The state Public Pension Oversight Board is offering few specifics in its year-end recommendations to the General Assembly ahead of the body's 60-day regular session. A leading member says divisions that helped derail an anticipated special session on pensions also prevented the board from endorsing more concrete reforms.
With disagreements over pension reform strategies yet to be ironed out and a still-brewing sexual harassment scandal in the House GOP caucus, the oversight board quietly passed the baton to the legislature Monday – reaffirming some previous guidance that failed to materialize during the 2017 session.
Addressing the lack of specifics, board co-chair Sen. Joe Bowen pointed to philosophical differences over how to properly fund state retirement systems and lock in a sustainable system moving forward.
"Those philosophical differences find representation among the members of the Public Pension Oversight Board, thus the difficulty of making detailed pension legislation recommendations on the cusp of what is anticipated to be a 2018 regular session which will consider major pension reform proposals," the Owensboro Republican said.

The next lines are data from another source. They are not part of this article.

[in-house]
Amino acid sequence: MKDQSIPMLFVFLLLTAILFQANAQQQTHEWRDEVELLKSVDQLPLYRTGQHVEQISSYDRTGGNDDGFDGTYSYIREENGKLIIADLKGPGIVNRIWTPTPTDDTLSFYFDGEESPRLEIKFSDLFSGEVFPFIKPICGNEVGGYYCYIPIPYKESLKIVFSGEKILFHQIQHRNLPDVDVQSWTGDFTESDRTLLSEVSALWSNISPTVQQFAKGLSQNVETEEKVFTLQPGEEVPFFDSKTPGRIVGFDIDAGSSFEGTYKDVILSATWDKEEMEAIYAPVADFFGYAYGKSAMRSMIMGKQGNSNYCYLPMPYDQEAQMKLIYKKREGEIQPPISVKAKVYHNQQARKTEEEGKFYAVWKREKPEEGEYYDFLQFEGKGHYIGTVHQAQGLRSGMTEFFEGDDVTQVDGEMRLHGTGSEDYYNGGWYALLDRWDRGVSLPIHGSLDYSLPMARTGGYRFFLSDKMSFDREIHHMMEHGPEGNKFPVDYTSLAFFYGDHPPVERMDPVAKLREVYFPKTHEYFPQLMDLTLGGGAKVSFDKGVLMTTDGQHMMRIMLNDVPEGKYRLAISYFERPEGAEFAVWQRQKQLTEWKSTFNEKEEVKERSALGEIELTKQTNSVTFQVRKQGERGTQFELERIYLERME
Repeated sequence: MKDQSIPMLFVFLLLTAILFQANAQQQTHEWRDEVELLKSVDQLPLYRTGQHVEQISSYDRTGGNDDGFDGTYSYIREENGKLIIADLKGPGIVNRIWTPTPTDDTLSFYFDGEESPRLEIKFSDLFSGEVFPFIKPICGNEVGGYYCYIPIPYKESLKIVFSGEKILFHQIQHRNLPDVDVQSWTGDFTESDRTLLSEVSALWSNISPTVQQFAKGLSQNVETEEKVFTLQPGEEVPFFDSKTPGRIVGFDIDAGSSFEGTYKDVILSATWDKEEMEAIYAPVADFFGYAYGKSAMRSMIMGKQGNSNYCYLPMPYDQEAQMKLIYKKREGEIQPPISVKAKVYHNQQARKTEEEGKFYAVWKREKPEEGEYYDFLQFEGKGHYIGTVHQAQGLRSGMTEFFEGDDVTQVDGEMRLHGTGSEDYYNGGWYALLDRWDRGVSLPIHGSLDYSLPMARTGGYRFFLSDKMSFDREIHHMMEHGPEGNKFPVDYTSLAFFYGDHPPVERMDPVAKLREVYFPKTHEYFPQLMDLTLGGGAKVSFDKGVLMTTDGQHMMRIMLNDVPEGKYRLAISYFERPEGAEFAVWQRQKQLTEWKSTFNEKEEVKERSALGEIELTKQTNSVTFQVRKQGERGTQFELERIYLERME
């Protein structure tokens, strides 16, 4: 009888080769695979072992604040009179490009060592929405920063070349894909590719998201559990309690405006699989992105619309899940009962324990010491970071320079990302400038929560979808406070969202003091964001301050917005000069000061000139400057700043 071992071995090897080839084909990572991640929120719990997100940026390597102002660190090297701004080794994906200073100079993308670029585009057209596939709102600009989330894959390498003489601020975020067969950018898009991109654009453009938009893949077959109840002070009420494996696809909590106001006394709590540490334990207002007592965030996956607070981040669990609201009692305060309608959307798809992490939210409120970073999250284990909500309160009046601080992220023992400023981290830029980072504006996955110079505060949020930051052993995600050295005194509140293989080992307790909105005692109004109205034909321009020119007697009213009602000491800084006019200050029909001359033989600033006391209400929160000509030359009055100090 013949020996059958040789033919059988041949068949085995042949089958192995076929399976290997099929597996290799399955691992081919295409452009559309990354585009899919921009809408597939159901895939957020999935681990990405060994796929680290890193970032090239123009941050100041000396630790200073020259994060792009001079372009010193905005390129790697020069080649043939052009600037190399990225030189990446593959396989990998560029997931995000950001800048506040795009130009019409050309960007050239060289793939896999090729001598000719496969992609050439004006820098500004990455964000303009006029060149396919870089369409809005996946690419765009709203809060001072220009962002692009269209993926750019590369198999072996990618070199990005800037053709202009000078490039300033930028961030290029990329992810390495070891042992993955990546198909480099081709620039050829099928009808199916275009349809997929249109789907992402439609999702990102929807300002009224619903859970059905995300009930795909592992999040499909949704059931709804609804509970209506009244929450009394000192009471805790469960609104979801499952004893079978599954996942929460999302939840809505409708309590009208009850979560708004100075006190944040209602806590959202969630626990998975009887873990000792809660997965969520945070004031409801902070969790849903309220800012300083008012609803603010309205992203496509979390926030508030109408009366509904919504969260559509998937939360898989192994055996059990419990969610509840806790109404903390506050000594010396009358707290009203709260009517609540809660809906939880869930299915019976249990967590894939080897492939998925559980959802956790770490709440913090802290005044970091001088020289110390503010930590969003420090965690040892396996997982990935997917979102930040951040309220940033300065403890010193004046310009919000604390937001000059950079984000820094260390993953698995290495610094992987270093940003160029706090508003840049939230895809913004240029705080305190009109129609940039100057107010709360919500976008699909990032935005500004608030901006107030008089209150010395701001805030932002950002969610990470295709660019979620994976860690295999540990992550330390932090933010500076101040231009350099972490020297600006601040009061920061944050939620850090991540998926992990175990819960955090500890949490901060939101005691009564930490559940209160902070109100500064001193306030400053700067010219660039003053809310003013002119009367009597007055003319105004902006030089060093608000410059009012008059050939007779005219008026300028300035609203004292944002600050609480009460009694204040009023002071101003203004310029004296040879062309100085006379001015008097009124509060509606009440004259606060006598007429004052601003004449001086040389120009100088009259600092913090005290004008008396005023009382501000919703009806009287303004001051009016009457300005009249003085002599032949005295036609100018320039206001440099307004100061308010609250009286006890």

Outcry from public employee and teacher groups over proposals in Gov. Matt Bevin's initial reform package appears to have given some House Republicans pause as they consider changes for future state workers, most of whom would land in 401(k)-style plans under the governor's plan.
Among the recommendations okayed by the board Monday: reviving a teachers retirement system housekeeping bill, eliminating lawmakers’ ability to "spike" pensions using salaries earned from other public employment, and instructing the General Assembly to evaluate a pension system audit by consultants with the PFM Group.
That report featured a number of highly controversial recommendations, including rolling back retirees’ cost of living adjustments.
Board members also heard an update on the state's mounting pension debts. Estimates vary drastically depending on the investment return assumptions employed, but the latest numbers provided to the board suggest total unfunded liabilities have swollen from $26.5 billion in 2007 to $43.8 billion in 2017.